Photography to explore ourselves and the world


Photography is a wonderful way to both explore the world and oneself, what it means to be human on planet Earth. It is a way to go both outside and inside. The medium can address anything and everything from politics to films, books and one’s personal story. To be a good photographer, you have to stay open and naive and question the judgment and prenotions you carry. This creates humility while fostering creativity.


In this day and age with the pressure of social media platforms, there’s such a need to be perfect, especially around our identity. This makes exploring creativity even more important for our sanity. When we allow ourselves to be messy and experiment, we soften our edges and we expand our comfort zone. As children this is a natural ability, and we tend to forget or shut down this curiosity and humility as we grow older.

Our need for security and fitting in can often get in the way of our personal growth. Photography and the creative process invites you to try doing something new, make mistakes, gain experience and get to know yourself in new ways. With photography, it’s impossible to stay in your head. You might have an idea and a plan for a project or shoot, yet when you go out and try it, it turns out to be something completely different than what you had imagined.

We’re born into a landscape and a heritage, a map, a social context, that affects us on many levels. Photography is also a way to explore this and to bring consciousness to our life conditions. The image is very good at evoking, exploring and conveying feelings. But it’s not a very good storyteller on its own, except for on an abstract level.


When you shoot analog film photos, it’s a way of practicing being intuitive, cultivating delayed gratification and patience, because you have to wait to see what you’re shooting. Just like in life, we rarely get the answers straight away to our questions and processes. Which is why shooting on film or simply putting masking tape on your camera display can be great practices to strengthen your intuition. Also, when you’re photographing others, stopping constantly to look at your display interrupts the connection with your subject and can be a major distraction to your presence.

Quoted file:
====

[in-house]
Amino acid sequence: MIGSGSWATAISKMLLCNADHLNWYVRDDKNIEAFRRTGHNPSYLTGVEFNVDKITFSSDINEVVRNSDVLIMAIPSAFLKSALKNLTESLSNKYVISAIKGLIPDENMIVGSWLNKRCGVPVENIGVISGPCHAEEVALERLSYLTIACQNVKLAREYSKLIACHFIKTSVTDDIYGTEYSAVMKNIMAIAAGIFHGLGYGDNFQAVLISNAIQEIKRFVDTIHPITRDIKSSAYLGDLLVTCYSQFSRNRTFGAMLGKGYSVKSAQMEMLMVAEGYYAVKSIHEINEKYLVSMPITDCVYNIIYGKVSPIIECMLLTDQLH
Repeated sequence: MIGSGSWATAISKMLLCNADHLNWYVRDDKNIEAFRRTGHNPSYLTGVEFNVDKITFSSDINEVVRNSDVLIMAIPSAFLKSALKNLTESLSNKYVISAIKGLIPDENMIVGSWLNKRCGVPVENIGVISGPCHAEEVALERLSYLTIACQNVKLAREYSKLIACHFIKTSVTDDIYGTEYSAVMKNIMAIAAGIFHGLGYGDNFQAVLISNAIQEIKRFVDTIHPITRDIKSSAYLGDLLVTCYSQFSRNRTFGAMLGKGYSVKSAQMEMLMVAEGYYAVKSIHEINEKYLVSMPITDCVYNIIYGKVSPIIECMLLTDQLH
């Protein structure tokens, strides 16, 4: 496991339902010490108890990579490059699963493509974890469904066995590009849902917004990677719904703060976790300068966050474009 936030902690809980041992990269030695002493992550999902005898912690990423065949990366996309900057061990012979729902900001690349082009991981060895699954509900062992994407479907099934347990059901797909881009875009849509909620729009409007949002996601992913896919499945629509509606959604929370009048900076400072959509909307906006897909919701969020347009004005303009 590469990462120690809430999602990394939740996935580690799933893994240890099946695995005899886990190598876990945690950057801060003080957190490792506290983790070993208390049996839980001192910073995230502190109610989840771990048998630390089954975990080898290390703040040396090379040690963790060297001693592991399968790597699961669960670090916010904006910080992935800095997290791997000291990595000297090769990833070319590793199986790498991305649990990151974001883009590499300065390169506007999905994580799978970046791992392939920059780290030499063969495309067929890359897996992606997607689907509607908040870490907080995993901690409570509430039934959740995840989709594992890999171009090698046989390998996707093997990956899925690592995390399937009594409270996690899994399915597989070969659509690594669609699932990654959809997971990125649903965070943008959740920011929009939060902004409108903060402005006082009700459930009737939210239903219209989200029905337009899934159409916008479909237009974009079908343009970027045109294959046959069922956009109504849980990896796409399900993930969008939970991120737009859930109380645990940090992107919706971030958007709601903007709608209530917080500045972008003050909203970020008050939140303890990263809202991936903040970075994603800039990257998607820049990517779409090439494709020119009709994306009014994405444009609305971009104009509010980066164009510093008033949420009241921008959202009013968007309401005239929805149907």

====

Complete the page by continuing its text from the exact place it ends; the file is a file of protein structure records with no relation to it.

To use photography to explore relating, try photographing the 5 people closest to you. Maybe even include someone that triggers or challenges you. It could also be 5 places that matter in relation to who you are. Do try spending a day photographing yourself through self portraits and symbols as well, and you may end up with lots of new insights about yourself.


If you’re not so experienced in photography, it’s recommended to take more control of the scene in front of you. If you’re doing street photography for example, you have less control and a higher risk of confrontation, which isn’t advisable for beginners.


While shooting, you can explore different prompts on what to capture, like ‘this is me’, ‘this is my room’, ‘this is where I eat breakfast’, ‘this is where I fell in love’, etcetera. Remember that mistakes and exploring is building your intuition and your sense of who you are. Make mistakes, welcome them as experiences, and focus on enjoying your process rather than achieving the perfect results.

Photography is a great tool to discover who and what is important in your life. One way to explore this is by making a private visual diary, perhaps including mixed media and words, drawings, dried flowers, etcetera. Your imagination is your only limitation. Start with capturing yourself and your friends, and slowly this will help you (re)discover what life is about and help you build your voice as a photographer and storyteller. 


And remember, sometimes a change in perspective is refreshing, and a detail might tell more than the full overview. The more personal you get, the more global is the potential of your image. And always remember, be a human first and a photographer second, balance giving and receiving between you and who/what is in front of your lens. If you want to capture something personal, lead the way through your own vulnerability.